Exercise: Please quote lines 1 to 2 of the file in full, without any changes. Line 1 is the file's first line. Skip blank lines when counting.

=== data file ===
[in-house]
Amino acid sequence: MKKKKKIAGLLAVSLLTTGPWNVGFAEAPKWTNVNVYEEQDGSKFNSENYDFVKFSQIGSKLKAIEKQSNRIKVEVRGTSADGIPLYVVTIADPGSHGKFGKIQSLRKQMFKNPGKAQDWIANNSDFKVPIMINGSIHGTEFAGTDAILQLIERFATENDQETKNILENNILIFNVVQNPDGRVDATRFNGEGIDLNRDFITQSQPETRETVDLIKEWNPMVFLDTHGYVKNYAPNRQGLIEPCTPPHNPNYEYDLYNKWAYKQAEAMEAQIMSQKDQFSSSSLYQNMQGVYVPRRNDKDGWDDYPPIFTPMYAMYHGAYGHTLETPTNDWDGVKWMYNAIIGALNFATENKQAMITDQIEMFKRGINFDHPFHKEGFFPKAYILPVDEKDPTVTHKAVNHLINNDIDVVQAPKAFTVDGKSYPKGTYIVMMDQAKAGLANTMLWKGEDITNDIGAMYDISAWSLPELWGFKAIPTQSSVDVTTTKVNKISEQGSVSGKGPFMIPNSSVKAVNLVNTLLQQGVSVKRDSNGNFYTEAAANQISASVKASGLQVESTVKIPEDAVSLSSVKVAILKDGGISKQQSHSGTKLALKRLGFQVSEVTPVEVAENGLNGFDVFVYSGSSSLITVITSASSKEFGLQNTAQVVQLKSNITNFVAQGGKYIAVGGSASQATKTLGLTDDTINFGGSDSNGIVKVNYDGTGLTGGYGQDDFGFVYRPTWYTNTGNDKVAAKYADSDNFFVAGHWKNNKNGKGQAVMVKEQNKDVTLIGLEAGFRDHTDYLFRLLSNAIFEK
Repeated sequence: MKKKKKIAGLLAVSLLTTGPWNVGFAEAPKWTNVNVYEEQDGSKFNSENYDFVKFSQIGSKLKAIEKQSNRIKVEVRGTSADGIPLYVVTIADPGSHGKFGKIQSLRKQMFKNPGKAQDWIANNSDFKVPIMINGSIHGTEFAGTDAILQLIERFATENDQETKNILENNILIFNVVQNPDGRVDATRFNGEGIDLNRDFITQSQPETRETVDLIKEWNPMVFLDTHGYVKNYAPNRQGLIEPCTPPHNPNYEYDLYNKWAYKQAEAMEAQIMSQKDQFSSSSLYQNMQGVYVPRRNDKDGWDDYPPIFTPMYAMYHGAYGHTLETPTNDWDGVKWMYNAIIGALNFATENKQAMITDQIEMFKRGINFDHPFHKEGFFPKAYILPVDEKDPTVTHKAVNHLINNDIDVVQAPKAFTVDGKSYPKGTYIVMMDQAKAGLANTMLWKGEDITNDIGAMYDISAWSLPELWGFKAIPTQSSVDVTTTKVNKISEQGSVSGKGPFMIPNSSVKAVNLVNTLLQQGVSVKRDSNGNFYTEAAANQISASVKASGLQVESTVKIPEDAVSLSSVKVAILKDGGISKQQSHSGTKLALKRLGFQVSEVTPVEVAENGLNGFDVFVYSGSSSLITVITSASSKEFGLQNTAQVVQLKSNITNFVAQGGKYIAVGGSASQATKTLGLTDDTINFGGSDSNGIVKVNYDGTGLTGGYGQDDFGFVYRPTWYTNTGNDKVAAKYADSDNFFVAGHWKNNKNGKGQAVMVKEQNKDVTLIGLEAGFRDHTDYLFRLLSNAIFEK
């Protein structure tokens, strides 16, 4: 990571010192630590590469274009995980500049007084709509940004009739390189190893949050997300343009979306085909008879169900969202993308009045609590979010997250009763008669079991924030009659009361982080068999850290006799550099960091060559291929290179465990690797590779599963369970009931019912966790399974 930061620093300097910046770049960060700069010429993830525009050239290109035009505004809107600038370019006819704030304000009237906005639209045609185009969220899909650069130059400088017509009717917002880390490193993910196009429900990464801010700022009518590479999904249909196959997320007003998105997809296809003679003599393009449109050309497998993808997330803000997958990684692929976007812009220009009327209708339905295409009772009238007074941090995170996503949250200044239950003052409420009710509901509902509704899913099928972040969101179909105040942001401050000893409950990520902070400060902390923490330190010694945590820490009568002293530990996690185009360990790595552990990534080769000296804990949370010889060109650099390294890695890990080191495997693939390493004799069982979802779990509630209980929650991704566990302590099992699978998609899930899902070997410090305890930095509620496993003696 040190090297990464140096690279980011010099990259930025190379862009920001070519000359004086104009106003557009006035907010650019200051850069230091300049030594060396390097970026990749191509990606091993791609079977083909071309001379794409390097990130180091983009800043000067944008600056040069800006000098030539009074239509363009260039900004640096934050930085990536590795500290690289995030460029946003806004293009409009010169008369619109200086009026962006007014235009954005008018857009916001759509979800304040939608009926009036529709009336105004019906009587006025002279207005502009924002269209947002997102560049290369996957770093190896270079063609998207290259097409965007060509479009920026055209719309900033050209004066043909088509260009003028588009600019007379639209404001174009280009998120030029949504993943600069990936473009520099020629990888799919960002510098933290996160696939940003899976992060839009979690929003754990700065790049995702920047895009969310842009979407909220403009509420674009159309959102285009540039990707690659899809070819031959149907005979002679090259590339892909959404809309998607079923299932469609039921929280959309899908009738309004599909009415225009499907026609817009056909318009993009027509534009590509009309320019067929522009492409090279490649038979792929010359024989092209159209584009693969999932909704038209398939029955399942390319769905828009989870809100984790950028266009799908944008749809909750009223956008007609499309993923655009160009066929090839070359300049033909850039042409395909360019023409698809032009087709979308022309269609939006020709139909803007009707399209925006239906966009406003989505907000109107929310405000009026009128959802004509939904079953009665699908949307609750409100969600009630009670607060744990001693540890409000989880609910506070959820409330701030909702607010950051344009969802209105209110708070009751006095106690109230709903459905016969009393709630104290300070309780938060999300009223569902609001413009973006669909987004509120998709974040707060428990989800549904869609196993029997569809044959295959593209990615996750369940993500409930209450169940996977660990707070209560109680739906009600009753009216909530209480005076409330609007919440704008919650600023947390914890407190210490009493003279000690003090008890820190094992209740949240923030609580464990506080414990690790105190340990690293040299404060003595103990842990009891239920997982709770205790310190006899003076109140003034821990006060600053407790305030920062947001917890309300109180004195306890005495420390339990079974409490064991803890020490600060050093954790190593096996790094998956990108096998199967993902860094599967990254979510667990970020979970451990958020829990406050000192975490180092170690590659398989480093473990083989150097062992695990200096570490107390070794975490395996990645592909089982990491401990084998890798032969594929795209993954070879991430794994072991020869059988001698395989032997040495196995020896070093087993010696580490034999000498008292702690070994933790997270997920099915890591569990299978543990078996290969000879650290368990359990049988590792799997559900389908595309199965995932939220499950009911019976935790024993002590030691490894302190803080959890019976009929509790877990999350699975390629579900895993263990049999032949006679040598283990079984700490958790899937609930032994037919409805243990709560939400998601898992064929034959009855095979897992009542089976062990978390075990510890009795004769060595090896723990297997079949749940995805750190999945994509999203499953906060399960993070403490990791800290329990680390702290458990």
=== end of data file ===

[in-house]
Amino acid sequence: MKKKKKIAGLLAVSLLTTGPWNVGFAEAPKWTNVNVYEEQDGSKFNSENYDFVKFSQIGSKLKAIEKQSNRIKVEVRGTSADGIPLYVVTIADPGSHGKFGKIQSLRKQMFKNPGKAQDWIANNSDFKVPIMINGSIHGTEFAGTDAILQLIERFATENDQETKNILENNILIFNVVQNPDGRVDATRFNGEGIDLNRDFITQSQPETRETVDLIKEWNPMVFLDTHGYVKNYAPNRQGLIEPCTPPHNPNYEYDLYNKWAYKQAEAMEAQIMSQKDQFSSSSLYQNMQGVYVPRRNDKDGWDDYPPIFTPMYAMYHGAYGHTLETPTNDWDGVKWMYNAIIGALNFATENKQAMITDQIEMFKRGINFDHPFHKEGFFPKAYILPVDEKDPTVTHKAVNHLINNDIDVVQAPKAFTVDGKSYPKGTYIVMMDQAKAGLANTMLWKGEDITNDIGAMYDISAWSLPELWGFKAIPTQSSVDVTTTKVNKISEQGSVSGKGPFMIPNSSVKAVNLVNTLLQQGVSVKRDSNGNFYTEAAANQISASVKASGLQVESTVKIPEDAVSLSSVKVAILKDGGISKQQSHSGTKLALKRLGFQVSEVTPVEVAENGLNGFDVFVYSGSSSLITVITSASSKEFGLQNTAQVVQLKSNITNFVAQGGKYIAVGGSASQATKTLGLTDDTINFGGSDSNGIVKVNYDGTGLTGGYGQDDFGFVYRPTWYTNTGNDKVAAKYADSDNFFVAGHWKNNKNGKGQAVMVKEQNKDVTLIGLEAGFRDHTDYLFRLLSNAIFEK